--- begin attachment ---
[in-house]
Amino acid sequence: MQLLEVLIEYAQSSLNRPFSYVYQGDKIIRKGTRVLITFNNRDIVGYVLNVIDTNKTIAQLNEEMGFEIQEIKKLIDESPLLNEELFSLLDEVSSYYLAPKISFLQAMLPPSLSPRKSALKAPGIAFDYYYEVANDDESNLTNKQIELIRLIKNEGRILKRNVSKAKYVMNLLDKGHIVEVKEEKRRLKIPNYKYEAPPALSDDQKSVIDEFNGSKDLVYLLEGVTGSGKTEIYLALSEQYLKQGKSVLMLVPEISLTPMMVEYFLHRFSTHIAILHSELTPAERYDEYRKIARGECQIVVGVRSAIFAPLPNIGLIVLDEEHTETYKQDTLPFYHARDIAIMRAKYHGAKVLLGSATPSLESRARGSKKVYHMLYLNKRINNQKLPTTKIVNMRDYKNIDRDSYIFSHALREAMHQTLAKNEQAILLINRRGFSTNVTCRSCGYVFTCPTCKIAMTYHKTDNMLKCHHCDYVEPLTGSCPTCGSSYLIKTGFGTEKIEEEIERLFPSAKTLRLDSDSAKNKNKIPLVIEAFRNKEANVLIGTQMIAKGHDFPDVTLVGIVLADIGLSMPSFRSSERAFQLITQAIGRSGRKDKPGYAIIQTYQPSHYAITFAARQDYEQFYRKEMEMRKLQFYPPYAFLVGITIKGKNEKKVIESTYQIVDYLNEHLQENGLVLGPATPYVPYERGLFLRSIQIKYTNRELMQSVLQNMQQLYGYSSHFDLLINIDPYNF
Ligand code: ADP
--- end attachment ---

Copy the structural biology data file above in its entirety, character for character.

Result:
[in-house]
Amino acid sequence: MQLLEVLIEYAQSSLNRPFSYVYQGDKIIRKGTRVLITFNNRDIVGYVLNVIDTNKTIAQLNEEMGFEIQEIKKLIDESPLLNEELFSLLDEVSSYYLAPKISFLQAMLPPSLSPRKSALKAPGIAFDYYYEVANDDESNLTNKQIELIRLIKNEGRILKRNVSKAKYVMNLLDKGHIVEVKEEKRRLKIPNYKYEAPPALSDDQKSVIDEFNGSKDLVYLLEGVTGSGKTEIYLALSEQYLKQGKSVLMLVPEISLTPMMVEYFLHRFSTHIAILHSELTPAERYDEYRKIARGECQIVVGVRSAIFAPLPNIGLIVLDEEHTETYKQDTLPFYHARDIAIMRAKYHGAKVLLGSATPSLESRARGSKKVYHMLYLNKRINNQKLPTTKIVNMRDYKNIDRDSYIFSHALREAMHQTLAKNEQAILLINRRGFSTNVTCRSCGYVFTCPTCKIAMTYHKTDNMLKCHHCDYVEPLTGSCPTCGSSYLIKTGFGTEKIEEEIERLFPSAKTLRLDSDSAKNKNKIPLVIEAFRNKEANVLIGTQMIAKGHDFPDVTLVGIVLADIGLSMPSFRSSERAFQLITQAIGRSGRKDKPGYAIIQTYQPSHYAITFAARQDYEQFYRKEMEMRKLQFYPPYAFLVGITIKGKNEKKVIESTYQIVDYLNEHLQENGLVLGPATPYVPYERGLFLRSIQIKYTNRELMQSVLQNMQQLYGYSSHFDLLINIDPYNF
Ligand code: ADP